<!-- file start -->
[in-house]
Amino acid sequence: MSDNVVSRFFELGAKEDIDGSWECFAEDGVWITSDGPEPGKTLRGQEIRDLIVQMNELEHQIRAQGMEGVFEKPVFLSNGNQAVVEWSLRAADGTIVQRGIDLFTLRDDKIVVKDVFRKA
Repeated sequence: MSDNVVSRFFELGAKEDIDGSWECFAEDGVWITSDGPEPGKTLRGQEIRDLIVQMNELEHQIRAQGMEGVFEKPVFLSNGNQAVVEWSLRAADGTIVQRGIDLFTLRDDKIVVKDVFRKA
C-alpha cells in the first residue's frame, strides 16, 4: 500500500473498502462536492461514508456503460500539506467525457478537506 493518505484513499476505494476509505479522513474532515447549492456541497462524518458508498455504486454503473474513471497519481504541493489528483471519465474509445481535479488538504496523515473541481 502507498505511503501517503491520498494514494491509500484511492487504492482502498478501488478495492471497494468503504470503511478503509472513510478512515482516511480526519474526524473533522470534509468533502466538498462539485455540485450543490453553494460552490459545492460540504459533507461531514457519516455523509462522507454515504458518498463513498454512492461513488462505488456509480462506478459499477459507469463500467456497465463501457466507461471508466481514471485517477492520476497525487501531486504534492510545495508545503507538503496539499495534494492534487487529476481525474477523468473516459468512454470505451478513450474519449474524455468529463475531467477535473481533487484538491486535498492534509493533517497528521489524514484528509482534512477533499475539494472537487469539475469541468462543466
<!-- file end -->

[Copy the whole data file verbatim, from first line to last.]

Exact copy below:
[in-house]
Amino acid sequence: MSDNVVSRFFELGAKEDIDGSWECFAEDGVWITSDGPEPGKTLRGQEIRDLIVQMNELEHQIRAQGMEGVFEKPVFLSNGNQAVVEWSLRAADGTIVQRGIDLFTLRDDKIVVKDVFRKA
Repeated sequence: MSDNVVSRFFELGAKEDIDGSWECFAEDGVWITSDGPEPGKTLRGQEIRDLIVQMNELEHQIRAQGMEGVFEKPVFLSNGNQAVVEWSLRAADGTIVQRGIDLFTLRDDKIVVKDVFRKA
C-alpha cells in the first residue's frame, strides 16, 4: 500500500473498502462536492461514508456503460500539506467525457478537506 493518505484513499476505494476509505479522513474532515447549492456541497462524518458508498455504486454503473474513471497519481504541493489528483471519465474509445481535479488538504496523515473541481 502507498505511503501517503491520498494514494491509500484511492487504492482502498478501488478495492471497494468503504470503511478503509472513510478512515482516511480526519474526524473533522470534509468533502466538498462539485455540485450543490453553494460552490459545492460540504459533507461531514457519516455523509462522507454515504458518498463513498454512492461513488462505488456509480462506478459499477459507469463500467456497465463501457466507461471508466481514471485517477492520476497525487501531486504534492510545495508545503507538503496539499495534494492534487487529476481525474477523468473516459468512454470505451478513450474519449474524455468529463475531467477535473481533487484538491486535498492534509493533517497528521489524514484528509482534512477533499475539494472537487469539475469541468462543466